In a nation deeply scarred by nuclear disaster in both its military and civilian iterations, Japanese are deeply skeptical and resistant to government plans to take the first steps toward resuming nuclear energy production this weekend.
Survivors of the atomic bombings of Hiroshima and Nagasaki -- the hibakusha, or "explosion-affected people" -- are dwindling 67 years after the war-culminating horrors. But last year's earthquake- and tsunami-triggered nuclear disaster at the Fukushima Daiichi complex have instilled fresh and widespread fear about radiation hazards.
Prime Minister Yoshihiko Noda has succeeded in lobbying local authorities in Fukui prefecture to approve the restart of two reactors at the Ohi nuclear complex, warning that widespread power shortages will occur this summer otherwise and undermine Japan's already wobbly recovery. The island nation got more than 30% of its electrical energy from nuclear generation before the March 2011 chain of disasters that gradually shut down the whole nuclear production network for safety checks and improvements.
A poll published last week by the Washington-based Pew Research Center showed 70% of Japanese surveyed wanted nuclear power reduced or eliminated. It also found 80% distrustful of the government's ability to properly manage the nuclear industry and be candid about safety and environmental concerns.
Mindful of those worries, lawmakers on Friday approved a new and independent oversight scheme to replace the "unholy triangle" of government, industry and regulators whose cozy relations have been blamed for lax safety standards. The proposed Nuclear Regulatory Commission, guided by a five-member board free of financial ties to the industry, will replace the much-maligned Nuclear Industrial Safety Agency, which has regulated nuclear production from within the government trade ministry.
Noda also sought outside evaluation of Japan's 50 reactors. Last week, the U.S. Nuclear Regulatory Commission approved the Japanese industry's draft guidance on seismic and flooding mitigation, and in April the Vienna-based International Atomic Energy Agency signed off on safety upgrades at the Ohi reactors as "generally consistent with IAEA safety standards."
Still, many Japanese remain unnerved about the impending resumption of nuclear generation 15 months after the tsunami wiped out containment structures at Fukushima, leading to meltdowns at three reactors and unsalvable damage to the fourth unit at the complex. At least 20,000 died in the natural disasters and tens of thousands were driven from their homes by the nuclear catastrophe that followed.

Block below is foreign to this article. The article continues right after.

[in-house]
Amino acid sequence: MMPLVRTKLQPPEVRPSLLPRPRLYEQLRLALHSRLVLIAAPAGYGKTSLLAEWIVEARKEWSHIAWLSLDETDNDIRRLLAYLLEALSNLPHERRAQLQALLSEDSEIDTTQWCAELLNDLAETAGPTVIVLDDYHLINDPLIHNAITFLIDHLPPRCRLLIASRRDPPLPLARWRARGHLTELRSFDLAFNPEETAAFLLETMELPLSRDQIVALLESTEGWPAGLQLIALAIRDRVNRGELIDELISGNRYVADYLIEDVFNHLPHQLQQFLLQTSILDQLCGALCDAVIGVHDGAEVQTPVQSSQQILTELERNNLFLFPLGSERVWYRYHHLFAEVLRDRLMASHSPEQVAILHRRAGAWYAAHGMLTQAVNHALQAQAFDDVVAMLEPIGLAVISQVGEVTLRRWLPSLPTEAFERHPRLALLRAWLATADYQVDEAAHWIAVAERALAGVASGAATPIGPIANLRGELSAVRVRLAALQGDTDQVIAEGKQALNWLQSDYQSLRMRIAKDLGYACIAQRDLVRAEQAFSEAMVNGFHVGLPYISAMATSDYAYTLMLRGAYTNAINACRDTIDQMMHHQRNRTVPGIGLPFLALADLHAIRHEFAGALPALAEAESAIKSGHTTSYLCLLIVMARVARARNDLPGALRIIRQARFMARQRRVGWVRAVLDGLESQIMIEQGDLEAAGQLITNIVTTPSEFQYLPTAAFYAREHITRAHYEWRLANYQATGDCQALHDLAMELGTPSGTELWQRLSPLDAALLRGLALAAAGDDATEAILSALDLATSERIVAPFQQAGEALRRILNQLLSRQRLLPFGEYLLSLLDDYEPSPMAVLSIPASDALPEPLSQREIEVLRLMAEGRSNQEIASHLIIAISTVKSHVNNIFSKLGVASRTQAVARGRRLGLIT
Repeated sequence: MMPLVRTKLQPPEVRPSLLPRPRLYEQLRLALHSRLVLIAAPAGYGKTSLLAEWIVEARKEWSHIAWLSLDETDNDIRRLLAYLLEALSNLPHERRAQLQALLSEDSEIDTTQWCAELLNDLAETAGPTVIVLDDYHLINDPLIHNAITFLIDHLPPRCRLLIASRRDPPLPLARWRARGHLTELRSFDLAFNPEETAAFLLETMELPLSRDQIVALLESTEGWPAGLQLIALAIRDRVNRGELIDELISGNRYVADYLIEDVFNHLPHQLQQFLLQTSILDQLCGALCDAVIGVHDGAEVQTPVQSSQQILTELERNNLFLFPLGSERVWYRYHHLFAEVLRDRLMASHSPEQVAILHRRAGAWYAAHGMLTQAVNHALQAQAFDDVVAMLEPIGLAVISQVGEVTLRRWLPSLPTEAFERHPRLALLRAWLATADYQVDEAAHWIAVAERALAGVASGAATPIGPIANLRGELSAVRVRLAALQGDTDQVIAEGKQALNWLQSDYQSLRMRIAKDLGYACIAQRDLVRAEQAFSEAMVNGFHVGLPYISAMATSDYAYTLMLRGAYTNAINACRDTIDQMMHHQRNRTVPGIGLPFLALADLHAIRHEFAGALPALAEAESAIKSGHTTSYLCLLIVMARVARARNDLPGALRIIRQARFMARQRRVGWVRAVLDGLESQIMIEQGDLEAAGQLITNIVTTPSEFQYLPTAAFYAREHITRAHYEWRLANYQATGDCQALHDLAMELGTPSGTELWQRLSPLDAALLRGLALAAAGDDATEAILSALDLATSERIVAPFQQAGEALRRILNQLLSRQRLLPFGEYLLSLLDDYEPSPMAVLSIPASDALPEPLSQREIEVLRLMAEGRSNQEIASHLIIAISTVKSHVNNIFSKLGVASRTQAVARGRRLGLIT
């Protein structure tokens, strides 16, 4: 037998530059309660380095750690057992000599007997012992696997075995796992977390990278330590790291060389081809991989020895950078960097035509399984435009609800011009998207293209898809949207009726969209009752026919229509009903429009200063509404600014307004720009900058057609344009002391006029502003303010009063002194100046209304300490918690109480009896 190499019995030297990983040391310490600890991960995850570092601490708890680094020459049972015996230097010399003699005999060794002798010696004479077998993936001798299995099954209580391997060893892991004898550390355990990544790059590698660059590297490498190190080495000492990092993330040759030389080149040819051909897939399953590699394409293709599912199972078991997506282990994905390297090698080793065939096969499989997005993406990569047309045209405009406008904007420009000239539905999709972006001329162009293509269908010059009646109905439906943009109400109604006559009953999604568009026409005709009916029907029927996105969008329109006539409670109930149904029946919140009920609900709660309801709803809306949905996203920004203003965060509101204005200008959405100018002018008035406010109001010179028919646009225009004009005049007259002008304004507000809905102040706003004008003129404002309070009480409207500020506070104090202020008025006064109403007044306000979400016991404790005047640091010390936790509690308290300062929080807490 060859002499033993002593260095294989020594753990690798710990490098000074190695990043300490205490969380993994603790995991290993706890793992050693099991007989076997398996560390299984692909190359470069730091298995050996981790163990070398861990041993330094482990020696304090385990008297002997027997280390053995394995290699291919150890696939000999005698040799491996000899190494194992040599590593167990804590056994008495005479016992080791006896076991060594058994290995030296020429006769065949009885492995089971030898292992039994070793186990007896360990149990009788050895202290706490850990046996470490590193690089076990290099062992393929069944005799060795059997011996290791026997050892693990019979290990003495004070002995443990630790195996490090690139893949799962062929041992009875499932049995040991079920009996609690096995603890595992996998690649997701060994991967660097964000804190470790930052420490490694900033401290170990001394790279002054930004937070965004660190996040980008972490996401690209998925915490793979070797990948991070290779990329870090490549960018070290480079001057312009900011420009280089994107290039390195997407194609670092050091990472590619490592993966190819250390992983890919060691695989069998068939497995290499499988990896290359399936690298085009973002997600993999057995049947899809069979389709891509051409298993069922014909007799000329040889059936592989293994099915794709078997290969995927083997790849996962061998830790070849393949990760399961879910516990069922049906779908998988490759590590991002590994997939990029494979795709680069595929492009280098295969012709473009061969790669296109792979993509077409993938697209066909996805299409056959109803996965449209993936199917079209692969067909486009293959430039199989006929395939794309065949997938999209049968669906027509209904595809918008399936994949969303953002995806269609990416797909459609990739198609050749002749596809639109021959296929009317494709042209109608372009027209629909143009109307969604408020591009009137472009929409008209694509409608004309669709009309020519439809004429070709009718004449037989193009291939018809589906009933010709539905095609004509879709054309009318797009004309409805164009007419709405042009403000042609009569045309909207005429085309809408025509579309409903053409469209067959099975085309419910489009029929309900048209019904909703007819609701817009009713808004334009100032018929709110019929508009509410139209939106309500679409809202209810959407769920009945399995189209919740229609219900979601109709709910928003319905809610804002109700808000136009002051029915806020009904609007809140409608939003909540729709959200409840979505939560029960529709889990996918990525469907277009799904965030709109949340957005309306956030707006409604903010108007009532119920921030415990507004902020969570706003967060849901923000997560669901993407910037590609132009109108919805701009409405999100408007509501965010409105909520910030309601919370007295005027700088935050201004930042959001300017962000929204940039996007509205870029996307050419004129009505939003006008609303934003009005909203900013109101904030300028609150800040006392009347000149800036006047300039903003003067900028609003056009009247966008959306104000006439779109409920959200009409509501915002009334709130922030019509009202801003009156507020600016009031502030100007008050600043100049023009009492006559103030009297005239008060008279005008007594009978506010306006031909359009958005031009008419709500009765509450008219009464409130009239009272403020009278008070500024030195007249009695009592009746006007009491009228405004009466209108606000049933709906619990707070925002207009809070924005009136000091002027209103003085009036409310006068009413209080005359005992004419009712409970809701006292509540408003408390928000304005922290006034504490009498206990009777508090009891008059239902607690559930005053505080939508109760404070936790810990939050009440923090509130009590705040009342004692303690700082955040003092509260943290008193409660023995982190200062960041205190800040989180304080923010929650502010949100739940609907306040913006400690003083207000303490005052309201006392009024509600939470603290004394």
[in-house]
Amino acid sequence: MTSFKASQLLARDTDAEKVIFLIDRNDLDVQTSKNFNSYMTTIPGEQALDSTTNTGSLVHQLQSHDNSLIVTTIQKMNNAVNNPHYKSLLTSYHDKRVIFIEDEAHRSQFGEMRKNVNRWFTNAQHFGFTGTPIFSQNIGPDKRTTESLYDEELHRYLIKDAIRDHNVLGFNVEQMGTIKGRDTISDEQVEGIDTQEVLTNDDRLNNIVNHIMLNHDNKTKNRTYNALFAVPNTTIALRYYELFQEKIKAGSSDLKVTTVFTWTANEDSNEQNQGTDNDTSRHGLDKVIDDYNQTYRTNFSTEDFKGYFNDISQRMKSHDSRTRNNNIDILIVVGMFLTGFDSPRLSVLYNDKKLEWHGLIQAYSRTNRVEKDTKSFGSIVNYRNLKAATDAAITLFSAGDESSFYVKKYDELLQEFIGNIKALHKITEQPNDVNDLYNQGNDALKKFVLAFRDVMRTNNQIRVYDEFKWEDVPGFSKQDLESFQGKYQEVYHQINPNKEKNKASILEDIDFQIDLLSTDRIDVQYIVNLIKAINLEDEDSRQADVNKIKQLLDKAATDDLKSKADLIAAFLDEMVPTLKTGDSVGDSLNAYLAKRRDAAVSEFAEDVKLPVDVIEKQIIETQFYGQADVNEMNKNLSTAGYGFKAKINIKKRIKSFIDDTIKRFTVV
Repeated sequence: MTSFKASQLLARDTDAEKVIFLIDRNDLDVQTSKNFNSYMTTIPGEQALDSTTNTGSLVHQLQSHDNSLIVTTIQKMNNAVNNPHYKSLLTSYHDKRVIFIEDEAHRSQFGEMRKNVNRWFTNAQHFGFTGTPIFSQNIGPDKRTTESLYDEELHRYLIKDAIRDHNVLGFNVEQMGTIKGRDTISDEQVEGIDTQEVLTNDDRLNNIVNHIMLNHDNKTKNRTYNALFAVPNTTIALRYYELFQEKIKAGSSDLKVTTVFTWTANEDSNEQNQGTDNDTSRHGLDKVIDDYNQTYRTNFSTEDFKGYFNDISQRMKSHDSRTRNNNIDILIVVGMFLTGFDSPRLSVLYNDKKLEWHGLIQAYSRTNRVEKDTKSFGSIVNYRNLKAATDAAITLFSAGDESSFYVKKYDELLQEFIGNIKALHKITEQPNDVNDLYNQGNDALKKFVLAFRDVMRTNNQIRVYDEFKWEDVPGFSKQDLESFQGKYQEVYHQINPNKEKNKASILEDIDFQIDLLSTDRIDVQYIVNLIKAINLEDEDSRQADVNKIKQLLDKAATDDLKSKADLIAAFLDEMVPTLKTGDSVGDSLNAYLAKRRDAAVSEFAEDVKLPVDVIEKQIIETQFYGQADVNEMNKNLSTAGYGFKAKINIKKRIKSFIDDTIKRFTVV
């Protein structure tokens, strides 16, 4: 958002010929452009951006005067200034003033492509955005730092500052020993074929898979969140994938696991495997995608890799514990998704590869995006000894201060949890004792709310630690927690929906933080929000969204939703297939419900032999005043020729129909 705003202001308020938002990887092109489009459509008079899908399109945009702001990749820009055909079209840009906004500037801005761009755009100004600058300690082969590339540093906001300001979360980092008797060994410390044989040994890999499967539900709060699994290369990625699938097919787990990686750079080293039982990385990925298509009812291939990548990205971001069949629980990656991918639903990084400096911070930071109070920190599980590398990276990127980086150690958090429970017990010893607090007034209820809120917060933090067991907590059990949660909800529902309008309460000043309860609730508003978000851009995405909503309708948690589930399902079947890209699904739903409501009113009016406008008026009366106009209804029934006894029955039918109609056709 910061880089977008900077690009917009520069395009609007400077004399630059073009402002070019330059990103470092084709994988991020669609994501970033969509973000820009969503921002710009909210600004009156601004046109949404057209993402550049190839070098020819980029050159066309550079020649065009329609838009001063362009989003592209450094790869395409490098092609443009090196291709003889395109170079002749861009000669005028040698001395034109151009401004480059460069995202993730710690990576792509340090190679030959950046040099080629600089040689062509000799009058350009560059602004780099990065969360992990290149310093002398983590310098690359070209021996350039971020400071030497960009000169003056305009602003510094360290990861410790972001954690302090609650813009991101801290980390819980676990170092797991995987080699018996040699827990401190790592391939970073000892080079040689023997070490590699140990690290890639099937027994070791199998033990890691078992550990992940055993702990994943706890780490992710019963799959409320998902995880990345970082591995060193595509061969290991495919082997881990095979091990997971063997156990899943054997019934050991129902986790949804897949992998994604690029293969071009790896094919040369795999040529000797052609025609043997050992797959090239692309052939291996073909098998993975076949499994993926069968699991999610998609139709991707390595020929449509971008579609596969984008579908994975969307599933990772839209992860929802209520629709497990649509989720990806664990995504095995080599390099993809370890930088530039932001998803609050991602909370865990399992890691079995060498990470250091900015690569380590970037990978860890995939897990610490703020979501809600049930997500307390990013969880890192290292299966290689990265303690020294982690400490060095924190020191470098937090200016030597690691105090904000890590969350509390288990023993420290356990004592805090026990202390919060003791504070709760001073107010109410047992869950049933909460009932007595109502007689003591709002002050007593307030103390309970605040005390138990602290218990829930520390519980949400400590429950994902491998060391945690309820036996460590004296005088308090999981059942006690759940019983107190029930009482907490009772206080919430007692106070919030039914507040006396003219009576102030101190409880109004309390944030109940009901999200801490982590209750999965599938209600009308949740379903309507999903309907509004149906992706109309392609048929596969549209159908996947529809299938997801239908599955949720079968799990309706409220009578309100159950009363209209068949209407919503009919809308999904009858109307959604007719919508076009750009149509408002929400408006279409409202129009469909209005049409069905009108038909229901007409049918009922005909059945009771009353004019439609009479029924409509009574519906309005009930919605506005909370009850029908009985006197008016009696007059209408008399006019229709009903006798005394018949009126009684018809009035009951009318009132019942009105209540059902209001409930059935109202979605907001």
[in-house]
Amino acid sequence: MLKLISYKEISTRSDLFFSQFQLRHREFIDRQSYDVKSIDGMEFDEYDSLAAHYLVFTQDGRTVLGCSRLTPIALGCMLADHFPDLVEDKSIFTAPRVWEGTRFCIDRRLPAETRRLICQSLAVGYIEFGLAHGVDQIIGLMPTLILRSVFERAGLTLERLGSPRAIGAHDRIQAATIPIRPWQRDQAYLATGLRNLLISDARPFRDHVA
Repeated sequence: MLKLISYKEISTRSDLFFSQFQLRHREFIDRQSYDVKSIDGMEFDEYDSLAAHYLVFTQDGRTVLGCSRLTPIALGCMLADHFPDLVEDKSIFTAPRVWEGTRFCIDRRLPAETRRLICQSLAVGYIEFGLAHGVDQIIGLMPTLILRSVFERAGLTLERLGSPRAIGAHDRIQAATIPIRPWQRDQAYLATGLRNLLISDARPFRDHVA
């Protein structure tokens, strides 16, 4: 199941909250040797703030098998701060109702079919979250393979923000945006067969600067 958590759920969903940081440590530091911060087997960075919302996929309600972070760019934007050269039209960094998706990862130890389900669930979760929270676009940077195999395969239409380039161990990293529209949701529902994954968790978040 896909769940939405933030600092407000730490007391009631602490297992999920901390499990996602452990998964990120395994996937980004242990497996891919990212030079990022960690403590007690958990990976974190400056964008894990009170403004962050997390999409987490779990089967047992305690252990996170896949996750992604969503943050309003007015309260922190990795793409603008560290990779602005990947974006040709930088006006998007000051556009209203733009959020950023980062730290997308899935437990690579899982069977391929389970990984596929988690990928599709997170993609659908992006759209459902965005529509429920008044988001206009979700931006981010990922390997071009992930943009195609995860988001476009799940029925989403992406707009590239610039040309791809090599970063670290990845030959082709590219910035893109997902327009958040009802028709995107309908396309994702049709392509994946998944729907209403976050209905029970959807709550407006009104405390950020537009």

Fukui Gov. Issei Nishikawa signaled his approval of the Ohi restart this week, noting the importance of reliable power supplies to the industry-intensive region around Osaka and Kyoto. On Thursday, Ohi Mayor Shinobu Tokioka provided the last needed endorsement.
Political and media reaction to the decisions has been mixed, and Noda's critics have expressed disappointment with his view that resource-starved Japan must see itself as a nuclear energy producer for the long term.
"Does this reflect the sentiment of the citizens, who are seeking an exit from nuclear power?" the daily Tokyo Shimbun asked in an editorial Friday. "Won't it instead make what was supposed to be a rare exception par for the course?"
Tetsuen Nakajima, chief priest of Myotsuji temple in Fukui and an anti-nuclear activist, warned in a commentary in Asahi Shinbum on Friday that Japan risks unleashing another nuclear disaster with "a hasty resumption" of operations at Ohi.
"The myth about the safety of nuclear energy did not collapse with the Fukushima accident," said the priest and advocate for the hibakusha. Only after exposing the Japanese people to yet another disaster, he said, will the cabal overseeing the industry be forced to give up an energy policy that has brought such suffering and loss on the country.
The newly independent regulatory commission expected to be approved in the Diet, Japan's parliament, by July won't take over from the current troika any sooner than September, and that concerns some outside nuclear experts.
"Japan’s nuclear regulator has never been independent from the industry or of the powerful Ministry of Economy, Trade and Industry," said Najmedin Meshkati, a systems engineering professor at USC who has closely followed Japan's legislative and technical responses to the Fukushima crisis. He blames inadequate oversight and error-prone evaluation as contributing factors to the failure of containment structures at Fukushima when they were inundated by the tsunami.
"My only consolation is that the Ohi plant belongs to the Kansai Electric Power Co. and not to the notorious TEPCO," Meshkati said, referring to the Fukushima operator, Tokyo Electric Power Co.
He said Kansai is the most safety conscious of Japan's nuclear operators and founded the Institute of Nuclear Safety Systems in the wake of two mishaps at its plants in 1991 and 2004.
Meshkati agrees with Noda that Japan must resume nuclear energy production for the sake of its economic future. He expressed the hope that with the Ohi restart, "this milestone which puts KEPCO under the microscope of Japanese media and public will re-energize the safety culture ... which slowly drifted to the back burner prior to Fukushima."
-- Carol J. Williams in Los Angeles
Photo: Anti-nuclear protesters in Tokyo last week failed to persuade Prime Minister Yoshihiko Noda to drop plans to begin work this weekend to bring two nuclear reactors at Ohi, in Fukui Prefecture, back on line in about three weeks. Credit: Itsuo Inouye / Associated Press